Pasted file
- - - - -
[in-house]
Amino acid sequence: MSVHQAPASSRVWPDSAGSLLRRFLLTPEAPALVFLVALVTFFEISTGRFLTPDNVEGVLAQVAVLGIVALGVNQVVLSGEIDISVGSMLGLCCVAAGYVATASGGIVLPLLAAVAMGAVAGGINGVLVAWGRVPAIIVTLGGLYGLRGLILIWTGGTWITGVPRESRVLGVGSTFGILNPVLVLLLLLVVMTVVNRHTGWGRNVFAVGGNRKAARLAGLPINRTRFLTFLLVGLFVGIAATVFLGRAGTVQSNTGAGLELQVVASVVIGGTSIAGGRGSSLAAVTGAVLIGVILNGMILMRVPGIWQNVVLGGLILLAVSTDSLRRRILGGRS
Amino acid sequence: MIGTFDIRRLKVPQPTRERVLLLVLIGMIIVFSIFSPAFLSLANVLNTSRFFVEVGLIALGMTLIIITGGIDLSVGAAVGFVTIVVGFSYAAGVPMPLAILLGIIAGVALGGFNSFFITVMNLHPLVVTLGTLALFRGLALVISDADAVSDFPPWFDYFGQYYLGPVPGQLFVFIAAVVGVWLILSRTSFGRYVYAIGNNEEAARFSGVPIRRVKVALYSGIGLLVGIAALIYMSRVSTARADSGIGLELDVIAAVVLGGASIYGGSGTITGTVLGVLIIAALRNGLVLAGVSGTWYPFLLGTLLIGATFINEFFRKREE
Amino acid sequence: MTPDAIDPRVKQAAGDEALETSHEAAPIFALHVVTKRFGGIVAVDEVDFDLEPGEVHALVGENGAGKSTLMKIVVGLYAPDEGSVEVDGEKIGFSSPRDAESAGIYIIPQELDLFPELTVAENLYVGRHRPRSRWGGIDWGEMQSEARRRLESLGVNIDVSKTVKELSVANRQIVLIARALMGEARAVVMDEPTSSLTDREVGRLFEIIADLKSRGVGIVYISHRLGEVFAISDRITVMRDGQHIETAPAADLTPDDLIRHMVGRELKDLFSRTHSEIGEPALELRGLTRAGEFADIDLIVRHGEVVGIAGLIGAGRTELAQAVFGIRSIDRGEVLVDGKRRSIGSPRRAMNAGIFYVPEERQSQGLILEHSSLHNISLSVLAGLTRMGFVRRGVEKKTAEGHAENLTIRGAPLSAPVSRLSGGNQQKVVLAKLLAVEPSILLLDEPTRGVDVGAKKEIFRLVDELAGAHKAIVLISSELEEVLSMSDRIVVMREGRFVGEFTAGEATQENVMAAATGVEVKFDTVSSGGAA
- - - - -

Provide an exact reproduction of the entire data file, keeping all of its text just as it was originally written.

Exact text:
[in-house]
Amino acid sequence: MSVHQAPASSRVWPDSAGSLLRRFLLTPEAPALVFLVALVTFFEISTGRFLTPDNVEGVLAQVAVLGIVALGVNQVVLSGEIDISVGSMLGLCCVAAGYVATASGGIVLPLLAAVAMGAVAGGINGVLVAWGRVPAIIVTLGGLYGLRGLILIWTGGTWITGVPRESRVLGVGSTFGILNPVLVLLLLLVVMTVVNRHTGWGRNVFAVGGNRKAARLAGLPINRTRFLTFLLVGLFVGIAATVFLGRAGTVQSNTGAGLELQVVASVVIGGTSIAGGRGSSLAAVTGAVLIGVILNGMILMRVPGIWQNVVLGGLILLAVSTDSLRRRILGGRS
Amino acid sequence: MIGTFDIRRLKVPQPTRERVLLLVLIGMIIVFSIFSPAFLSLANVLNTSRFFVEVGLIALGMTLIIITGGIDLSVGAAVGFVTIVVGFSYAAGVPMPLAILLGIIAGVALGGFNSFFITVMNLHPLVVTLGTLALFRGLALVISDADAVSDFPPWFDYFGQYYLGPVPGQLFVFIAAVVGVWLILSRTSFGRYVYAIGNNEEAARFSGVPIRRVKVALYSGIGLLVGIAALIYMSRVSTARADSGIGLELDVIAAVVLGGASIYGGSGTITGTVLGVLIIAALRNGLVLAGVSGTWYPFLLGTLLIGATFINEFFRKREE
Amino acid sequence: MTPDAIDPRVKQAAGDEALETSHEAAPIFALHVVTKRFGGIVAVDEVDFDLEPGEVHALVGENGAGKSTLMKIVVGLYAPDEGSVEVDGEKIGFSSPRDAESAGIYIIPQELDLFPELTVAENLYVGRHRPRSRWGGIDWGEMQSEARRRLESLGVNIDVSKTVKELSVANRQIVLIARALMGEARAVVMDEPTSSLTDREVGRLFEIIADLKSRGVGIVYISHRLGEVFAISDRITVMRDGQHIETAPAADLTPDDLIRHMVGRELKDLFSRTHSEIGEPALELRGLTRAGEFADIDLIVRHGEVVGIAGLIGAGRTELAQAVFGIRSIDRGEVLVDGKRRSIGSPRRAMNAGIFYVPEERQSQGLILEHSSLHNISLSVLAGLTRMGFVRRGVEKKTAEGHAENLTIRGAPLSAPVSRLSGGNQQKVVLAKLLAVEPSILLLDEPTRGVDVGAKKEIFRLVDELAGAHKAIVLISSELEEVLSMSDRIVVMREGRFVGEFTAGEATQENVMAAATGVEVKFDTVSSGGAA